Crime Statistics in Australia: Finding Safe Suburbs

This internet thing, it’s really catching on, isn’t it? There’s lots of stuff available online now, it’s come along in leaps and bounds in the last 6 or 7 years. That might seem a strange thing to say right now, but I do have a reason.

Quite some time ago I wanted to write a thorough article about crime statistics in Australia.

crime statsBut after searching online the information I wanted, which was most specifically how to tell a safe suburb from a not so safe suburb, just did not seem to be available. Then, a while back, on my page about Perth, Pete mentioned a Perth Crime Map in one of the comments.

Perth now has a crime map?” I thought to myself. “I wonder who else has got one then?” Today I jumped onto the web to find the answer to that question. Here’s what I found.

Sydney, New South Wales

NSW Crime ToolFor New South Wales I found what is called the ‘NSW Crime Tool’, but it takes some digging to find the information you need. What I liked about this site though is that you could click on the ‘Table’ tab on the top right hand side, and then click on the ‘Rate’ tab on the right-hand side of the pop-up to place the various suburbs in highest to lowest or lowest to highest order for the crime count.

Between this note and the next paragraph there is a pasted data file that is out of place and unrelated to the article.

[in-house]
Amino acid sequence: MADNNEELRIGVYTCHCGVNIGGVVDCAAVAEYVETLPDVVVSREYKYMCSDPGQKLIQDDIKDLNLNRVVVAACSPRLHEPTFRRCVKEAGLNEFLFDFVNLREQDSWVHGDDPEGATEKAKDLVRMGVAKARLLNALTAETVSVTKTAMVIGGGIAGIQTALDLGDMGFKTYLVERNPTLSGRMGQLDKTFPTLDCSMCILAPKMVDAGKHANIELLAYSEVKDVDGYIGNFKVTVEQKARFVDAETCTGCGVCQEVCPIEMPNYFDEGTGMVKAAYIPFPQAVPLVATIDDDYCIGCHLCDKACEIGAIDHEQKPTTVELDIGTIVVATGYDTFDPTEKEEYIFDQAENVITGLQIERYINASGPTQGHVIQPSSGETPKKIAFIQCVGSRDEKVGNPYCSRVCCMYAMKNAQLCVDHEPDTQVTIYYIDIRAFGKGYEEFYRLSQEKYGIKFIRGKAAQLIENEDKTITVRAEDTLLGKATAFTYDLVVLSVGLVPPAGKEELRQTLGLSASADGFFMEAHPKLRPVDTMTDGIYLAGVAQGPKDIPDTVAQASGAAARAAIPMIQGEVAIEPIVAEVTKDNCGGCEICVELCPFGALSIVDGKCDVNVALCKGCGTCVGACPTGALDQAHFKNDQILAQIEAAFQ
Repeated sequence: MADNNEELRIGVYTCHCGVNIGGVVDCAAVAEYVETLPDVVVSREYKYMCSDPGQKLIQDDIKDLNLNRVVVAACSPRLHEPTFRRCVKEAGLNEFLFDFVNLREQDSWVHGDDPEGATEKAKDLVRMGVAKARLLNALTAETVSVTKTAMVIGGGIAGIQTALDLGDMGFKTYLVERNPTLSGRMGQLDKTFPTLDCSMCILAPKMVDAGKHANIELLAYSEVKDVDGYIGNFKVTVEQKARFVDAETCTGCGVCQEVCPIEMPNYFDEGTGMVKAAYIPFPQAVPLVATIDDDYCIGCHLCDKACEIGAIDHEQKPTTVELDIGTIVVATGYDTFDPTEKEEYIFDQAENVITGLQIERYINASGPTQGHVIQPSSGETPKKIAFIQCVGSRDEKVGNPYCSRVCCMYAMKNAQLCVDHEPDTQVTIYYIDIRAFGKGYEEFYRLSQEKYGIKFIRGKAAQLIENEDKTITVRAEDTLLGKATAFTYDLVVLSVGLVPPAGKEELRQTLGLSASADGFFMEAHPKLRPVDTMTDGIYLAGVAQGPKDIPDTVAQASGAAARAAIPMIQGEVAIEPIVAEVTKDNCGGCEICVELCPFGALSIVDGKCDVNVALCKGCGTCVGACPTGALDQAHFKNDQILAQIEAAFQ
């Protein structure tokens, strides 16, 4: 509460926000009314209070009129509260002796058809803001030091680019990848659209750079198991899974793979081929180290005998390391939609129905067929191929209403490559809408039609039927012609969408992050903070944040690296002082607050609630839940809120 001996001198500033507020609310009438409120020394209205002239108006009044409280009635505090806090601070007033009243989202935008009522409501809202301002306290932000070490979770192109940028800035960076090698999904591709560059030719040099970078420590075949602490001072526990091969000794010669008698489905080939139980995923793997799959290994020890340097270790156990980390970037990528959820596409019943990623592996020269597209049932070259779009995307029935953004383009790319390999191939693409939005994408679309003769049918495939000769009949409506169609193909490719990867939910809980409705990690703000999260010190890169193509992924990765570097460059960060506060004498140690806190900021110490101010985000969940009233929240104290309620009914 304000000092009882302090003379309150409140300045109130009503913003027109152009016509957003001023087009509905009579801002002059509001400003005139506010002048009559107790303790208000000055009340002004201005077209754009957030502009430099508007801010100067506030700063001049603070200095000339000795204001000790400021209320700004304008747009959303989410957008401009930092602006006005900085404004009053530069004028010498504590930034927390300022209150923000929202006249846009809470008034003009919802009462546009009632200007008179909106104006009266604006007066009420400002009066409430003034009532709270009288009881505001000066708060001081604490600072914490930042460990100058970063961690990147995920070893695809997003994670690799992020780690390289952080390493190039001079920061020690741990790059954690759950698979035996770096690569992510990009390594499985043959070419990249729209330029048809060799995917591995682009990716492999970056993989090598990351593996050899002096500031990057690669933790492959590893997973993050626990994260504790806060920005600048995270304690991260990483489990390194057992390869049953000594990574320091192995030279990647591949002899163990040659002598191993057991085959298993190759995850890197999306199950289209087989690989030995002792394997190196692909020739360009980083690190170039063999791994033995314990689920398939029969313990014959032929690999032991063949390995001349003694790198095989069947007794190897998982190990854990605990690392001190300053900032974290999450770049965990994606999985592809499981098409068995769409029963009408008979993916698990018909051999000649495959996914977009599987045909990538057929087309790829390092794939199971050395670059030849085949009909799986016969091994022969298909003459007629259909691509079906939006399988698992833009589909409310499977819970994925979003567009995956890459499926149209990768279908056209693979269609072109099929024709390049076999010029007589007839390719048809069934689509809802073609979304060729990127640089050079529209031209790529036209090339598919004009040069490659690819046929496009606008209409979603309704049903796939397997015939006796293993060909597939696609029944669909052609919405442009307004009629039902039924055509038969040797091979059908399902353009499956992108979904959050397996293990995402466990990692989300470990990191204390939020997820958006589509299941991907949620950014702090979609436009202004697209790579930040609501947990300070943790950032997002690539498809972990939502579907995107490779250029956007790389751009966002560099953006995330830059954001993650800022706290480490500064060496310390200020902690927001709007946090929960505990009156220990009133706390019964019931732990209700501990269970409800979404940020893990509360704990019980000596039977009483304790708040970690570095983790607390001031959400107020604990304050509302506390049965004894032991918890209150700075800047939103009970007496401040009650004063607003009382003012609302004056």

That made it easy to pick out safe and not so safe suburbs.

What I wasn’t so keen on was the absence of an ‘All Crimes’ selection, you could only view the stats for different categories of crime. All the same, it’s a great website to find information about crime in Sydney and New South Wales. Here’s the link:

Melbourne, Victoria

Crime Stats VictoriaAgain, you will need to dig around in order to compare suburbs, but the ‘Crime by location’ tab gives a pretty good overview. Hover over any particular area and you will be given the crime count and the rate per 100,000, most of the maps mentioned here do talk in rates per 100,000.

For individual and very specific information about each suburb, they have a ‘Suburb Data’ tab. Here’s the link:

Brisbane, Queensland

I found a couple of maps for Brisbane and the whole of Queensland, the first is run by QLD Police Service.

This one was quite tricky to navigate, it was difficult to get the information I wanted at a glance. I found the best way to get this information was to go to the search box towards the top right hand side and enter ‘Brisbane’. As I was doing that, a selection called ‘Brisbane QPS Region’ popped up. Clicking on that selection changed the interactive map, and then by zooming in slightly I got the following image…

Brisbane crime mapI found a second crime map covering the Brisbane area which is so controversial it may well get taken down at some point. It’s worth a visit even if just to see the pop-up warning it gives you and what you have to agree to before entering the site.

Again, this is a map you need to zoom into to get the information and it is just as clunky to use as the other Queensland map. But why is it controversial?

This map lists recorded offences by individual addresses including what the crime was and whether or not it was solved. I found an address, for example, that had 11 offences recorded against it, eight of which were labelled as solved drug offences.

Talk about snooping on your neighbour!